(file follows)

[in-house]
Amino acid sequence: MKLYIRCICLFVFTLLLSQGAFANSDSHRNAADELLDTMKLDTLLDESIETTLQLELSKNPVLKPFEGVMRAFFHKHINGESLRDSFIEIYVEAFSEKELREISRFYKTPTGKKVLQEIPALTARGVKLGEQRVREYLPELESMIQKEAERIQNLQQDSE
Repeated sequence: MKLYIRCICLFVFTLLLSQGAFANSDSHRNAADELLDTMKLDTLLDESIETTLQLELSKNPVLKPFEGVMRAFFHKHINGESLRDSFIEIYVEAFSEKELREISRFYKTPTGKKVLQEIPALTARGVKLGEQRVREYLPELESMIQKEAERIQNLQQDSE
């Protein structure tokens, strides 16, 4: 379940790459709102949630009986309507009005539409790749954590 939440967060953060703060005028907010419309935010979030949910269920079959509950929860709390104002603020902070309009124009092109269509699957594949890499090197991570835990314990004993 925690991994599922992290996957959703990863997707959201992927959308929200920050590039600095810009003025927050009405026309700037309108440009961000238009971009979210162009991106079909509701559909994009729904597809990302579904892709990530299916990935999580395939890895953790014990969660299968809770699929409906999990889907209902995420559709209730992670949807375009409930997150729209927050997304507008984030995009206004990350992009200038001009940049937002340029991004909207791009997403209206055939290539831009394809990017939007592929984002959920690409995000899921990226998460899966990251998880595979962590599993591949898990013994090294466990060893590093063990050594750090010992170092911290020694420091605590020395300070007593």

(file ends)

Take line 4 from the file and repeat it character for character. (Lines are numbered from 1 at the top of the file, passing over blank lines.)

């Protein structure tokens, strides 16, 4: 379940790459709102949630009986309507009005539409790749954590 939440967060953060703060005028907010419309935010979030949910269920079959509950929860709390104002603020902070309009124009092109269509699957594949890499090197991570835990314990004993 925690991994599922992290996957959703990863997707959201992927959308929200920050590039600095810009003025927050009405026309700037309108440009961000238009971009979210162009991106079909509701559909994009729904597809990302579904892709990530299916990935999580395939890895953790014990969660299968809770699929409906999990889907209902995420559709209730992670949807375009409930997150729209927050997304507008984030995009206004990350992009200038001009940049937002340029991004909207791009997403209206055939290539831009394809990017939007592929984002959920690409995000899921990226998460899966990251998880595979962590599993591949898990013994090294466990060893590093063990050594750090010992170092911290020694420091605590020395300070007593």